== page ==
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LEVERS and PULLEYS can be used to change the magnitude (strength) and direction of a force.
A crowbar is an example of a lever.The effort is less than the load because the load is NEAR to the fulcrum and the effort is a long way from the fulcrum
Notice how the direction of the force can be represented by an arrow. 

Other examples for the application of levers are: pliers, scissors, wheel barrow. These are all examples of simple MACHINES.
Moments
(The Lever Law)
By using the laws of moments we can calculate an unknown force on a lever
Moment = force x distance
Where distance represents the distance of the force from the fulcrum.The unit of moment is a newton metre (Nm)
or newton centimetre (Ncm)Sum of moments on left of fulcrum = Sum of moments on right of fulcrum(or Anticlockwise moments = Clockwise moments) 
Imagine a ruler pivoted at the centre
If the ruler is balanced the lever law states that:
The force on the left x its distance from the pivot = the force on the right x its distance from the pivot
ie 2N x 6cm = 3N x 4cm
Lever 2
Forces on the same side of the fulcrum
Worked example
A spring, attached to a ruler, balances a weight.
What force does the spring exert on the ruler?
The ruler exerts exactly the the same force on the spring, causing it to extend.
If we knew the original length of the spring we could calculate the extension caused by this force.
Interactive lever simulation to try
Springs
If some weights are hung from a spring the spring will stretch.
The amount the spring stretches is called the extension.
There will be two forces on the spring:
R = the ceiling pulling on the spring. This direction of this force is up.
W= the weights pulling on the spring. This force is caused by gravity. The direction of this force is down.


Experiment to stretch a spring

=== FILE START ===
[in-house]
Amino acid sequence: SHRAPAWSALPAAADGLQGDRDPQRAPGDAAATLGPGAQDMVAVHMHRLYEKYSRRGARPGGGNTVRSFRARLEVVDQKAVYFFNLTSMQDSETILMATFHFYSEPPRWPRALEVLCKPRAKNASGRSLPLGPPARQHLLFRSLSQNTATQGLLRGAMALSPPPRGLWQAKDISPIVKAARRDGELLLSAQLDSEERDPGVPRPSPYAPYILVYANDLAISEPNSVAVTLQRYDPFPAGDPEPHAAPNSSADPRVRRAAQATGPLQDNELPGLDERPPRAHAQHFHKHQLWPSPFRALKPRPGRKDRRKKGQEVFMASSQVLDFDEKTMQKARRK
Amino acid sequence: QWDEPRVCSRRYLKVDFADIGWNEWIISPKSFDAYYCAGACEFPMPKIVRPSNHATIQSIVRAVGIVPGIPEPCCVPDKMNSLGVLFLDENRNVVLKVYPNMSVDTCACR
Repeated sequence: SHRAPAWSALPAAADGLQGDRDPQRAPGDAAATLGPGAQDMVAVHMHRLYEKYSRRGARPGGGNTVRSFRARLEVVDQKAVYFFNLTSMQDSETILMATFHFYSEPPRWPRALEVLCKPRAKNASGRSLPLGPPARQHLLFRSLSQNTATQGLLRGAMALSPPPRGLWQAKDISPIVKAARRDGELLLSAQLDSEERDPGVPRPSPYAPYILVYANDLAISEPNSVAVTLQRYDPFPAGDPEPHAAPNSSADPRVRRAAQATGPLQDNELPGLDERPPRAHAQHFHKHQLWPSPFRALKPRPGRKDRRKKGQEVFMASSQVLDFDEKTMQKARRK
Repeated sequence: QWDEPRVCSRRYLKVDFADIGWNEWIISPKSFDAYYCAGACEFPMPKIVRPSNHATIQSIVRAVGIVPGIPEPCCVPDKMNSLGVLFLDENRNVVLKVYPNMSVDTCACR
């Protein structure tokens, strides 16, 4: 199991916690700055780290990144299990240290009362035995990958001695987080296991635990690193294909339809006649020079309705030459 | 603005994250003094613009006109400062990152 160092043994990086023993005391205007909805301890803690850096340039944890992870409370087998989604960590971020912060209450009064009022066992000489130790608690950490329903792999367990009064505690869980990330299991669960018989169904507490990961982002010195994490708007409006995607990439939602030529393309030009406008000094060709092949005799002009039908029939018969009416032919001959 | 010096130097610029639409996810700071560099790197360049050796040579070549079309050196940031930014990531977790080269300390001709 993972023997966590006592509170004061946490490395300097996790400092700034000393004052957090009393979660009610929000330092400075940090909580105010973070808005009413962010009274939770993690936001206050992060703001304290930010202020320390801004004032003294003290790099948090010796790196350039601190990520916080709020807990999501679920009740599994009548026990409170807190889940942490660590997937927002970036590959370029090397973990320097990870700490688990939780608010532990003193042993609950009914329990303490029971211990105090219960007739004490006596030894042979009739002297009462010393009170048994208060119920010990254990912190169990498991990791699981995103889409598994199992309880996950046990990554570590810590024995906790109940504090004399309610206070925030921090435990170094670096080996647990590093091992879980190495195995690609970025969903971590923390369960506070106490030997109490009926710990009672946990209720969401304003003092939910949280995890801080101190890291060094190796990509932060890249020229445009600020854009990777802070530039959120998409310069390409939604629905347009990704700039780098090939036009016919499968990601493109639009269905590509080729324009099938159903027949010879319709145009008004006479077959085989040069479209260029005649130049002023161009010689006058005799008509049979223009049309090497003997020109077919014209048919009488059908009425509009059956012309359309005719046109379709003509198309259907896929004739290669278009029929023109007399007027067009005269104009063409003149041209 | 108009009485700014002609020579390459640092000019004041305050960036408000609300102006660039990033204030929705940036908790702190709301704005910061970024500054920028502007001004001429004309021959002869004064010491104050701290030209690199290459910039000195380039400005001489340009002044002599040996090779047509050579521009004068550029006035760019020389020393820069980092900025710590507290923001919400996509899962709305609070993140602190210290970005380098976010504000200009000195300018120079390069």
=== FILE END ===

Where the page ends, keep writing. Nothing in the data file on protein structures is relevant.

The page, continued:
A spring is clamped near a metre rule.
The position of the unstretched spring is noted.
1N weights are added to the spring, one at a time, and the total extension for the new load is recorded. A graph is drawn plotting extension against load.

It is noticed that for small loads the extension of the spring is proportional to the load. During this time the spring is obeying Hooke’s Law, and the line on the graph is straight.
Beyond a certain load the spring acquires a permanent stretch. This load is called the elastic limit of the spring. At this point the line on the graph starts to curve as the extension gets longer.


Click on the image below to see a Hooke’s Law simulation ↓
Springs in series
Two springs joined end to end (in series) will have twice as much extension as a single spring.
Eg if one spring stretches 3cm with a load of 1N then two springs in series will stretch 6 cm. This is because each of the springs stretch 3cm making 6cm all together. If each spring were 10cm long to start (with no load) the total length would be 10cm + 10cm + 6cm = 26cm


Springs in parallel
Two springs joined side by side (in parallel) will have half the extension of a single spring.eg if one spring stretches 3cm with a load of 1N then two springs in parallel will stretch 1.5cm. This is because the load is shared out between the two springs, so each spring is only receiving 0.5N. Half the load means half the stretch.